Tenured faculty, including mid-career faculty (Associate Professor, recently tenured or in rank for a while) and/or senior faculty (Associate or Full Professor). Faculty who currently or historically have been in service-heavy administrative roles; faculty of color, LGBTQ faculty, women faculty, and/or first-generation faculty.

Applicants should be interested in: participating in a supportive professional network and cross-disciplinary scholarly community, exploring new tools and writing strategies, tackling writing obstacles and identifying research momentum strategies, developing a particular writing/research project—or piece of a larger project—with the opportunity (to receive and to give) peer feedback. In the application, you will be asked to provide some details about your writing project and goals.

By the end of this retreat, each participant will: have made significant, measurable progress on their writing project, understand key barriers to effective writing and how they can impede writing and research momentum, have implemented at least one strategy for addressing such barriers, be able to integrate that strategy into their daily writing practice.

Apply Now

 

Book discussion of Ibram X. Kendi’s How to be an Antiracist (Penguin; Random House, 2019), named one of the best books of 2019 by Time, The Washington Post, Library Journal, and Publishers Weekly. Two sessions of informal discussions are available as follows:

Dates: Thursday, Feb. 13 and Friday, Feb. 21
Time: noon to 1 p.m.
Location: Weller Room 212 in the Scribner Library
 
The CLTL will provide snacks and drinks.
 
The CTLT has purchased 25 copies of the book to distribute to people who commit to joining one of the discussion groups (first-come first-served). To request a copy of the book and sign up for one of the discussion groups/days please email, Katie Hauser (khauser@skidmore.edu).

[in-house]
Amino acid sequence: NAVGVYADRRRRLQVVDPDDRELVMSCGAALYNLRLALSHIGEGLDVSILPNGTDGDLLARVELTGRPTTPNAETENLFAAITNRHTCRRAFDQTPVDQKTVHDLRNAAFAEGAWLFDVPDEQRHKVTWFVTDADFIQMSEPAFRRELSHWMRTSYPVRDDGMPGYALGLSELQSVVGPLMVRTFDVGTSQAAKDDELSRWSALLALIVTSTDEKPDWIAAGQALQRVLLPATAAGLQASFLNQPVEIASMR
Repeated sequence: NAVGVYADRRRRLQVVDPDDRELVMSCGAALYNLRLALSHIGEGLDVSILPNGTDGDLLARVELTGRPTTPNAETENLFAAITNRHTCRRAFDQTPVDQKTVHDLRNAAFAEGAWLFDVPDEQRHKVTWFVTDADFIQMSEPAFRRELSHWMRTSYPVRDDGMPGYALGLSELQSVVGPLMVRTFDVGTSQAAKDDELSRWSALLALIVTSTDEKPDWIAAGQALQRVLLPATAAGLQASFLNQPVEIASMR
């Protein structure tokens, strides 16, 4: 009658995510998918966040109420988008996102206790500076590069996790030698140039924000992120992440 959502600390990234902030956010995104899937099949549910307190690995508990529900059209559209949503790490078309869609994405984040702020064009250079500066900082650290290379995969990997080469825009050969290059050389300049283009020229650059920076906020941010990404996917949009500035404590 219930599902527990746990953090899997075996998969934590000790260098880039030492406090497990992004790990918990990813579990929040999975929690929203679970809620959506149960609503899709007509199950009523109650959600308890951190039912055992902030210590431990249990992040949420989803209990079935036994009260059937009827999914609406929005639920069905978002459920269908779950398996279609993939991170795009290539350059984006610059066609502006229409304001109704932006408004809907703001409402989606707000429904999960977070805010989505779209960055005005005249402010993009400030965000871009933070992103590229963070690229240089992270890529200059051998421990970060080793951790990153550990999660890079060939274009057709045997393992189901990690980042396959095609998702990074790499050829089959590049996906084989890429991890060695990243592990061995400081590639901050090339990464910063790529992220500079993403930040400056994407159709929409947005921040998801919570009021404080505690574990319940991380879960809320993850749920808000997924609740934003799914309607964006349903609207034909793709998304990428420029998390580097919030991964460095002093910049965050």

Ibram X. Kendi is a New York Times bestselling author and the founding director of the Antiracist Research and Policy Center at American University. A professor of history and international relations and a frequent public speaker, Kendi is a columnist at The Atlantic. He is the author of Stamped from the Beginning: The Definitive History of Racist Ideas in America, which won the National Book Award for Nonfiction, and The Black Campus Movement, which won the W.E.B. Du Bois Book Prize.
 
For more information about the loosely-organized group committed to creating a more inclusive Skidmore, after logging into Skidmore Blogs please go to “About” on https://academics.skidmore.edu/blogs/inclusive-skidmore/about/.

Kim Frederick, Katie Hauser, Michael Marx, Kelly Sheppard

Susan Pliner

Teaching and Learning for ALL Students: Building Universal Design for Learning (UDL) into Classrooms, Course Material and Assessment Methods
Date: February 14, 2020
Time: 12-2 p.m.
Location: TBD

Nationally, students with disabilities represent 14% of college students and last year at Skidmore represented 15% of the student body. In order to provide access to the learning environment, common practice is to provide retrofit accommodations for individuals based on the disability. Universal Design for Learning (UDL) is the practice of designing teaching methodologies, curricular decisions, and assessment strategies to minimize the need for accommodations. Disability is often left out of conversations about diversity and inclusion however,  the principles of UDL expands notions of inclusion and meets with diverse learning needs of all students.

The presentation will provide an overview of the principles of Universal Design and will include examples of ways in which we may make our classrooms, course materials, and assessment methods accessible and usable by all. The presentation will include time for discussion. Please bring with you questions you may have about student accommodations and how to make your classrooms, course materials, and assessment methods accessible for all.

Dr. Susan. M. Pliner is the Dean for Teaching, Learning, and Assessment, and Director of the Center for Teaching and Learning at Hobart and William Smith Colleges.  In addition, she holds an Assistant Professor position in the Education Department and teaches in the Social Justice Studies Program.